The system met the capacity demand of the Second World War era. By the early 1950s,
a radical technological change - the conversion of motive power from steam to
diesel-electric - once again came to the rescue by enabling longer, and
hence fewer, trains on main lines. The double track in the Connaught Tunnel itself
was removed in 1959, and the single track positioned in the centre of the bore,
allowing higher clearances for the new specialized piggyback, container, and auto
carrier cars which were then being introduced.
In 1956, four decades after the railway had been abandoned in Rogers Pass, the
decision was made to reactivate the area for public travel as part of the
Trans-Canada Highway system, which had been authorized by an Act passed
by the federal government in 1949.
When the Highway was completed in 1962, the last section was that through Rogers
Pass. A monument at the summit of the Pass commemorates this event on
3 September 1962, at which Prime Minister John G. Diefenbaker
officiated, and which was otherwise marked by an official motorcade which travelled
across Canada from St. John's, Newfoundland, to Victoria.
The avalanche hazard has persisted, and as a result, five large concrete snowsheds,
with a combined length of 4,964 feet (1,513 metres) have been build over the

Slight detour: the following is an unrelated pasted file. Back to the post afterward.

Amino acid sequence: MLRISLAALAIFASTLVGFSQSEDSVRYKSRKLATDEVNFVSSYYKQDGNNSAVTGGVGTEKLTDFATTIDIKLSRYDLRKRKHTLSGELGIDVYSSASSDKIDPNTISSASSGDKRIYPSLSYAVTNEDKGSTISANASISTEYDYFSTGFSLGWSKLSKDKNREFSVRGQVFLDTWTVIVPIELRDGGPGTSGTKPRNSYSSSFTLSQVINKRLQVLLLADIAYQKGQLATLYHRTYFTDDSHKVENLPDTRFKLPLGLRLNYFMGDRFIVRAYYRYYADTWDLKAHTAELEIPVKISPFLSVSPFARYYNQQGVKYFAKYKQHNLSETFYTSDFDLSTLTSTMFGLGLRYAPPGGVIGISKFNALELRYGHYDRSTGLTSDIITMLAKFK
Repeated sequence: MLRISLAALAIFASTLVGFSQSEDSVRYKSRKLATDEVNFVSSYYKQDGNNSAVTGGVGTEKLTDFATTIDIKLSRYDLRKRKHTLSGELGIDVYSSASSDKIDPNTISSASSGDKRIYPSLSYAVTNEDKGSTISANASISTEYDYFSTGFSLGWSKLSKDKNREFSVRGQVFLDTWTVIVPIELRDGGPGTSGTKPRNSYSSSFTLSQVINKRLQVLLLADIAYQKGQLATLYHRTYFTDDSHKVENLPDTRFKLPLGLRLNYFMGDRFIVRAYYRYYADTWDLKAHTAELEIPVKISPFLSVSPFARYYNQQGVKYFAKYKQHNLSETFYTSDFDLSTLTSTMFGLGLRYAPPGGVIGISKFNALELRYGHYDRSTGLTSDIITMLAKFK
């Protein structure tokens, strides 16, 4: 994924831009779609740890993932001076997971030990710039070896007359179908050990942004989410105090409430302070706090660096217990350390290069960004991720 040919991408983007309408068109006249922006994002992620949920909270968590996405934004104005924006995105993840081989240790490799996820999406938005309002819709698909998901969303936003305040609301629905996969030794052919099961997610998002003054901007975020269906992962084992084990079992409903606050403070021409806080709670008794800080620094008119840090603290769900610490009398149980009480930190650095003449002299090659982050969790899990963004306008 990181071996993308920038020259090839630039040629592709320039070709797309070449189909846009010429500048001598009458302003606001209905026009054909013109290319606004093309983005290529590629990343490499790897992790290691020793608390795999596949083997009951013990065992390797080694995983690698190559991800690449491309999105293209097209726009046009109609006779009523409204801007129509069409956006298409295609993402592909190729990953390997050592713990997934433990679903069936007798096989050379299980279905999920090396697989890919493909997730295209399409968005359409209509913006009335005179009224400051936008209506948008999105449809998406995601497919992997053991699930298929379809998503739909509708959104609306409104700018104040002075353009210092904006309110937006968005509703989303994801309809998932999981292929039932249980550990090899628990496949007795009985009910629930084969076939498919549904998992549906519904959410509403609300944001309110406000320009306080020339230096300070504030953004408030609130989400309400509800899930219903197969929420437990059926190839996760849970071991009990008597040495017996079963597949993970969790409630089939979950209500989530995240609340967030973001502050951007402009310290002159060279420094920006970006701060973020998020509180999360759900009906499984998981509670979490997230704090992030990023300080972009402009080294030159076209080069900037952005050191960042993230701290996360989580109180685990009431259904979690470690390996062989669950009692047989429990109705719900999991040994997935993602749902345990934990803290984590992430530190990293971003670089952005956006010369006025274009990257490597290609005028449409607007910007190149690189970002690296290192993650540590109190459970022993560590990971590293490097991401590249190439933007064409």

highway at known avalanche paths, along with lesser works in the form of earth
dikes and dams on the mountain side which deflect the snowslides over the sheds.
Finally, the Canadian Armed Forces play a role by using mortar fire from
predetermined concrete pads, to start smaller, controlled avalanches and thus
eliminate the larger, potentially-disastrous ones. In spite of these
measures, the highway through Rogers Pass is still blocked occasionally.
An ever-increasinggrain crop, the addition of new bulk commodities such
as potash and sulphur, and the conclusion of contracts with Japan which would
necessitate the uninterrupted movement, on a regular year-round
schedule, of millions of tons of coal from the Crowsnest Pass area to a new
superport at Roberts Bank south of Vancouver, forced new studies to be undertaken in
the late 1960s, to increase line capacity.
Since the preponderance of tonnage was westbound, to the Pacific Coast, attention
was given to double-tracking the line in areas where long grades were
against westbound trains. Another technology examined at this time was the
electrification of the whole main line between Calgary and Vancouver, as well as the
secondary main line from the Crowsnest coal area to Golden. While the conclusion
reached by these studies that electrification was desirable, the enormous capital
costs associated with the project would take decades to amortize, and the decision
was made to postpone this project.